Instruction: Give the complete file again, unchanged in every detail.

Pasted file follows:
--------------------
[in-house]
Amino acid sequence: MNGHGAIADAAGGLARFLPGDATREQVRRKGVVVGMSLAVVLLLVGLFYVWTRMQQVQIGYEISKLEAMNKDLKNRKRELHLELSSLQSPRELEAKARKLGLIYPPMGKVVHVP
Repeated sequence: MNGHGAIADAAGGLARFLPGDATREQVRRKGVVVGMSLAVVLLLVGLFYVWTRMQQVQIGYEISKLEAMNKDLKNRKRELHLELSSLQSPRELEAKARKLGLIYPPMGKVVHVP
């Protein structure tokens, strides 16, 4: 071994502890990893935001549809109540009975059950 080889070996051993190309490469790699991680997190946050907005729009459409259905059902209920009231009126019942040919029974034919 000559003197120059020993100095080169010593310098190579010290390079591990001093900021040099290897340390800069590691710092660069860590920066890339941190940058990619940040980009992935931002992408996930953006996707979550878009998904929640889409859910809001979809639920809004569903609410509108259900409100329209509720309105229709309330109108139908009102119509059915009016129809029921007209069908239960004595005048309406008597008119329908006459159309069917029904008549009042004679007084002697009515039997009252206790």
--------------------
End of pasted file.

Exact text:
[in-house]
Amino acid sequence: MNGHGAIADAAGGLARFLPGDATREQVRRKGVVVGMSLAVVLLLVGLFYVWTRMQQVQIGYEISKLEAMNKDLKNRKRELHLELSSLQSPRELEAKARKLGLIYPPMGKVVHVP
Repeated sequence: MNGHGAIADAAGGLARFLPGDATREQVRRKGVVVGMSLAVVLLLVGLFYVWTRMQQVQIGYEISKLEAMNKDLKNRKRELHLELSSLQSPRELEAKARKLGLIYPPMGKVVHVP
């Protein structure tokens, strides 16, 4: 071994502890990893935001549809109540009975059950 080889070996051993190309490469790699991680997190946050907005729009459409259905059902209920009231009126019942040919029974034919 000559003197120059020993100095080169010593310098190579010290390079591990001093900021040099290897340390800069590691710092660069860590920066890339941190940058990619940040980009992935931002992408996930953006996707979550878009998904929640889409859910809001979809639920809004569903609410509108259900409100329209509720309105229709309330109108139908009102119509059915009016129809029921007209069908239960004595005048309406008597008119329908006459159309069917029904008549009042004679007084002697009515039997009252206790």